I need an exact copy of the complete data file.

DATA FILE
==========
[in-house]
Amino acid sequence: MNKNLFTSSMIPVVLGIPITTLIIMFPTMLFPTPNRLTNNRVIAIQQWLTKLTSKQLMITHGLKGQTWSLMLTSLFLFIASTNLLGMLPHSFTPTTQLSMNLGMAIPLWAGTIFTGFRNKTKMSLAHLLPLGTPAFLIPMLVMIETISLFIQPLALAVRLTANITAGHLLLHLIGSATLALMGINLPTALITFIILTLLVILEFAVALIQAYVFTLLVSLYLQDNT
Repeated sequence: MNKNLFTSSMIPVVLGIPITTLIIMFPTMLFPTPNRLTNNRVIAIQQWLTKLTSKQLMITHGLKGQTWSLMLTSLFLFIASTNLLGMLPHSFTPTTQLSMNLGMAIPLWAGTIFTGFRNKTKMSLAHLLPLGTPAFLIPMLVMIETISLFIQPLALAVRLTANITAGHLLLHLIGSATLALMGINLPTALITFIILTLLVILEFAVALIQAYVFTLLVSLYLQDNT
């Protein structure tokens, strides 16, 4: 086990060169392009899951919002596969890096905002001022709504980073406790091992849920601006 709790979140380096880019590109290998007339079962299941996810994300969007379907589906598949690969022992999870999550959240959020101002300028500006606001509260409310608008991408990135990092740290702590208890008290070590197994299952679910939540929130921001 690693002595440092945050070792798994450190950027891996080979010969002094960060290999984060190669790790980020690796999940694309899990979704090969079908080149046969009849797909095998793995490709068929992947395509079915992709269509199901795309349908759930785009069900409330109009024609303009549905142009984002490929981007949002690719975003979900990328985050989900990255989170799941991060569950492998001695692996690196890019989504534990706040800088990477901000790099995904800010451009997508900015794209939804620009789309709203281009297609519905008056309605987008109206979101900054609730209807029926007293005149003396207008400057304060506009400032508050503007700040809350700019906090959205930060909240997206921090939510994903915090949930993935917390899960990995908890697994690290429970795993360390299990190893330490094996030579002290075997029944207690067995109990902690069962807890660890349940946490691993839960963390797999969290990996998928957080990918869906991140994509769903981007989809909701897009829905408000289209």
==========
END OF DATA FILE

[in-house]
Amino acid sequence: MNKNLFTSSMIPVVLGIPITTLIIMFPTMLFPTPNRLTNNRVIAIQQWLTKLTSKQLMITHGLKGQTWSLMLTSLFLFIASTNLLGMLPHSFTPTTQLSMNLGMAIPLWAGTIFTGFRNKTKMSLAHLLPLGTPAFLIPMLVMIETISLFIQPLALAVRLTANITAGHLLLHLIGSATLALMGINLPTALITFIILTLLVILEFAVALIQAYVFTLLVSLYLQDNT
Repeated sequence: MNKNLFTSSMIPVVLGIPITTLIIMFPTMLFPTPNRLTNNRVIAIQQWLTKLTSKQLMITHGLKGQTWSLMLTSLFLFIASTNLLGMLPHSFTPTTQLSMNLGMAIPLWAGTIFTGFRNKTKMSLAHLLPLGTPAFLIPMLVMIETISLFIQPLALAVRLTANITAGHLLLHLIGSATLALMGINLPTALITFIILTLLVILEFAVALIQAYVFTLLVSLYLQDNT
């Protein structure tokens, strides 16, 4: 086990060169392009899951919002596969890096905002001022709504980073406790091992849920601006 709790979140380096880019590109290998007339079962299941996810994300969007379907589906598949690969022992999870999550959240959020101002300028500006606001509260409310608008991408990135990092740290702590208890008290070590197994299952679910939540929130921001 690693002595440092945050070792798994450190950027891996080979010969002094960060290999984060190669790790980020690796999940694309899990979704090969079908080149046969009849797909095998793995490709068929992947395509079915992709269509199901795309349908759930785009069900409330109009024609303009549905142009984002490929981007949002690719975003979900990328985050989900990255989170799941991060569950492998001695692996690196890019989504534990706040800088990477901000790099995904800010451009997508900015794209939804620009789309709203281009297609519905008056309605987008109206979101900054609730209807029926007293005149003396207008400057304060506009400032508050503007700040809350700019906090959205930060909240997206921090939510994903915090949930993935917390899960990995908890697994690290429970795993360390299990190893330490094996030579002290075997029944207690067995109990902690069962807890660890349940946490691993839960963390797999969290990996998928957080990918869906991140994509769903981007989809909701897009829905408000289209």